If you have lived even a short period of time, you know there are plenty of excuses to choose unhappiness over real or imagined joy.
We are humans...imperfect, flawed, and prone to taking paths that will eventually set a course for distress, or even just a slight twinge of melancholy.
Why is that?
We know the things we should be doing, and yet we continually push past our good sense, and rush down the slide of life...determined to make it fun, yet destined to crash and burn at the end.
In some ways, I speak metaphorically, but I do believe that this is too often the case.
I know it, because I've lived it.
I know what I should do.
I am aware of the equation that equals happiness (or joy).
And yet, all too often, I invite misery to walk beside me as my closest companion, even if it is for a brief stroll.
So, how can we be assured of a happy day...month...year?
Well, first of all...we can't.
I don't want to be a downer here. After all, we are trying to explore ways to "Get Happy!"
However, there is no guarantee of our happiness.
We are exceptionally driven to expect the worst, and even pursue it.
Now, I am aware that there are many of us who find ourselves in circumstances we didn't choose. A loved one died, a job was lost, or we were betrayed by a friend.
In those times, we must go through a process of grieving, and we certainly won't feel like smiling through the tears.
What I am speaking to are the times when we are aware that our daily choices are affecting our yearly outcomes. We are tired...we are cranky...and we are barely making it.
Here is what we know:
We know we shouldn't stay up into the late hours of the night catching up on our shows, but we do it anyway, and experience the headache and heartless mood that we are almost guaranteed to wake up with.
We are aware of what happens when we schedule something every single day of the week, and yet we are determined to fill every single white space in that calendar, because someone or something needs us!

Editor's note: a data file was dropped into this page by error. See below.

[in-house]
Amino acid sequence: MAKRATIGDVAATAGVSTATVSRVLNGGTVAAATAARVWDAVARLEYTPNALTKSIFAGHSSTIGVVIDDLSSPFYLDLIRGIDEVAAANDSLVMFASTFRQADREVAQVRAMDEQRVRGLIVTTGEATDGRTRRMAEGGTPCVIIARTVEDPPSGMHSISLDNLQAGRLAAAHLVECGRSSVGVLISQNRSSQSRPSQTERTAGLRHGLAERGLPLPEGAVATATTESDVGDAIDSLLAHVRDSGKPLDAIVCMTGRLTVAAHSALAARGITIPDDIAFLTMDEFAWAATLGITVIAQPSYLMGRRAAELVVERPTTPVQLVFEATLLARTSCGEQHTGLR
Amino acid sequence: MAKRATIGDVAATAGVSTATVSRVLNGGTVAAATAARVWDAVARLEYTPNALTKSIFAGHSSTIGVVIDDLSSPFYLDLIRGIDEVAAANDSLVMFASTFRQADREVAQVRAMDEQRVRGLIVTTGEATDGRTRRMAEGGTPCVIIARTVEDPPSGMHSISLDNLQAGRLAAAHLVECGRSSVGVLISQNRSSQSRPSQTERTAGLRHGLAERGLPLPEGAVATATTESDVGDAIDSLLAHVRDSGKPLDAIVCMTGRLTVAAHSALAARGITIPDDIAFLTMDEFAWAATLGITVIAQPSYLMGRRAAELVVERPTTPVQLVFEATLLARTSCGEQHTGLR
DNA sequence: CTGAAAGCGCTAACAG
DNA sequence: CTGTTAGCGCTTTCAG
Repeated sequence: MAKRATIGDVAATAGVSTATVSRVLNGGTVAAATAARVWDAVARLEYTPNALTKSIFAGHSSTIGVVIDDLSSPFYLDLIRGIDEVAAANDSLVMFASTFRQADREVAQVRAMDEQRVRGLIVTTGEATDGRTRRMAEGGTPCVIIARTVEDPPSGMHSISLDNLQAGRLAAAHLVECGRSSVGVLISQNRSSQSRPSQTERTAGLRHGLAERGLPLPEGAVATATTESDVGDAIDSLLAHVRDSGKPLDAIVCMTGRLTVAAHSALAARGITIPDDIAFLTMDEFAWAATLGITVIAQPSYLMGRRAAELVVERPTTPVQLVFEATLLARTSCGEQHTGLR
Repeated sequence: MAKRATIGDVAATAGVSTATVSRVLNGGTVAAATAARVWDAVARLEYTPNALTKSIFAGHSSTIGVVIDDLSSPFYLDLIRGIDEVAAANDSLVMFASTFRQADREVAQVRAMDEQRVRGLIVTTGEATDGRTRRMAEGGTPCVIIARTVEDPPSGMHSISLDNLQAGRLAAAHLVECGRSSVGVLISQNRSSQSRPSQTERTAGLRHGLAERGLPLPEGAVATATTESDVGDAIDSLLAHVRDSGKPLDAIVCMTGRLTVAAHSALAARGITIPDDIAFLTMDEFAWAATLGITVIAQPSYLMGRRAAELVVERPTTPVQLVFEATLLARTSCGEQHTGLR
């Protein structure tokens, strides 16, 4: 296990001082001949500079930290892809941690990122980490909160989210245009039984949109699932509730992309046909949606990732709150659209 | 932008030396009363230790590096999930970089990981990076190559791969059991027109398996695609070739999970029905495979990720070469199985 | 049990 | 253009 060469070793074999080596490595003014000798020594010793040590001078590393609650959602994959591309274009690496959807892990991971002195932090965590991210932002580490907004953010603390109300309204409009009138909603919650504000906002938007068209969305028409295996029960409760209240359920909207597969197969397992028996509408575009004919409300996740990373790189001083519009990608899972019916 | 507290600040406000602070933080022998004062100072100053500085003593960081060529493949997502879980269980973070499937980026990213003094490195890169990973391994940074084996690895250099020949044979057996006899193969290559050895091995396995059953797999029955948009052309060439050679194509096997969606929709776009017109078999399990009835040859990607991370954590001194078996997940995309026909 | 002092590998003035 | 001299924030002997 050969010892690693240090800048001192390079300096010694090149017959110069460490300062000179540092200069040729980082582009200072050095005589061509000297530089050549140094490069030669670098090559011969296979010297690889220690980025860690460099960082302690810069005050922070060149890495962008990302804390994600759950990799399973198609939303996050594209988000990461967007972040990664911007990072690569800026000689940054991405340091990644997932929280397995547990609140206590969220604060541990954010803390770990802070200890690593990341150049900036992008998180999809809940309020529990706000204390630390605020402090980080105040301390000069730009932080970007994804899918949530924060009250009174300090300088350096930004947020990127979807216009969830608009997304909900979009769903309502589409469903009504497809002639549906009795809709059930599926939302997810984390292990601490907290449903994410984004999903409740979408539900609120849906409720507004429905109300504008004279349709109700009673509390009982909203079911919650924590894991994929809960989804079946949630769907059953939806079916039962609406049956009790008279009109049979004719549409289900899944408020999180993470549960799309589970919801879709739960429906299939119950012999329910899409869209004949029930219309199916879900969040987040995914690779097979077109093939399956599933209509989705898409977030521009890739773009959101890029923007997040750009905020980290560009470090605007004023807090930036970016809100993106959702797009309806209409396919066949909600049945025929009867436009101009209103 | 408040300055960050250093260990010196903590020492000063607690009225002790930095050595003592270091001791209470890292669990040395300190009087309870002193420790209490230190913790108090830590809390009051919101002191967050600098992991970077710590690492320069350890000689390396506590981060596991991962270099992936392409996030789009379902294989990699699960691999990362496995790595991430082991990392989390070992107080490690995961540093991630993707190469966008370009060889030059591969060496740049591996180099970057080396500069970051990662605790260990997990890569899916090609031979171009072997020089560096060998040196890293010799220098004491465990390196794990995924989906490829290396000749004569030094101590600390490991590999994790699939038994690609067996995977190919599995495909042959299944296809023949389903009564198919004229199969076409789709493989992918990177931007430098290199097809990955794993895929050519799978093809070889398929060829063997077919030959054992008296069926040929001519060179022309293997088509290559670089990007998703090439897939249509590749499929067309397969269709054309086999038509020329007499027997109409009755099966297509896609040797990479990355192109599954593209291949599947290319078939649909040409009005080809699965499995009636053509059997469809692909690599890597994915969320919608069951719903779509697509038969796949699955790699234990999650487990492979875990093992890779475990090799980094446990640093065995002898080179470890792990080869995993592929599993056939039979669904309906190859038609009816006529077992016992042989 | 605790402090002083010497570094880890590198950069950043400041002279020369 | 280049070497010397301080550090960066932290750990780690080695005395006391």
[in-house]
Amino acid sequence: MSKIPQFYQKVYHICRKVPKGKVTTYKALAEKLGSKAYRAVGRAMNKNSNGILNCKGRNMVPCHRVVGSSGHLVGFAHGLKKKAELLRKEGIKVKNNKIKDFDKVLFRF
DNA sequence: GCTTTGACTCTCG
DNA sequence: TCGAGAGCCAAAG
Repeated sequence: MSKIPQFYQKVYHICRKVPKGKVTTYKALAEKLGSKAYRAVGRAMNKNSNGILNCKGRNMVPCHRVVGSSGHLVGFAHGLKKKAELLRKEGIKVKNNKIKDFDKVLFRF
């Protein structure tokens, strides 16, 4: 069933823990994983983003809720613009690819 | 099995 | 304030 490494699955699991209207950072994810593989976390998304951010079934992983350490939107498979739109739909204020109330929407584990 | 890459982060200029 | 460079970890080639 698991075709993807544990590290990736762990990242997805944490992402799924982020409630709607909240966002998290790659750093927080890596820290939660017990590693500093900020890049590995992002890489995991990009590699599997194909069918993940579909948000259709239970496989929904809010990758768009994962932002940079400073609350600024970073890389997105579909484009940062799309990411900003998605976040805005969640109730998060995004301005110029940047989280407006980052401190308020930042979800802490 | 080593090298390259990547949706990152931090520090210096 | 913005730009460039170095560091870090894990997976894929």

We know that there are not always enough hours in the day to ensure that our family is well-educated, well-exercised, well-fed, and well-satisfied with the amount of extra curricular activities we think are helpful, and yet we sign ourselves up for everything possible.
Let me let you in on a little secret. It's one that I keep whispering to myself too.
Our children (or us) do not have to participate in every single thing we think might bring them joy and eternal satisfaction. They simply cannot do it all. And frankly, neither can we.
We are driving them and ourselves to mental and physical exhaustion, and there is high price tag on that decision.
If we are always chasing something that is impossible to grasp, we will live in a state of exasperation, not enjoyment.
Consider this: If you are always running - never resting. If you are always reaching - never holding, and if you are always climbing and never taking in the view, what will you have at the end of your life?
I love this quote from Rick Warren:
“Time is your most precious gift because you only have a set amount of it. You can make more money, but you can't make more time. When you give someone your time, you are giving them a portion of your life that you'll never get back. Your time is your life. That is why the greatest gift you can give someone is your time.
It is not enough to just say relationships are important; we must prove it by investing time in them. Words alone are worthless. "My children, our love should not be just words and talk; it must be true love, which shows itself in action." Relationships take time and effort, and the best way to spell love is "T-I-M-E.”
I mean, let's be honest. Our families will typically operate in a smoother manner when we are spending quality time together in the sacred space called home. There is no substitute for the special moments spent around a dinner table, or working on homework together in an unhurried manner.
It's not easy, but I do believe that when we say no to the extras, and yes to the essentials, we embrace more purposeful lifestyle choices.
You and your children can indeed find your "happy place." But, it may mean saying no to a few things. It may mean clearing space on that calendar so that there are more than 2 blank boxes in the month.
The happiness equation is as simple as this...
Once we put down our unrealistic expectations, and live in a purposeful manner, we will find a more content way of life.
One that says, "I don't need to do everything I thought I did."
One that exudes peace, calm, and grace, even in the middle of a crazy "household storm."
One that inspires togetherness, not fragmented craziness.
Let's do this.
Let's get happy.
*images from Unsplash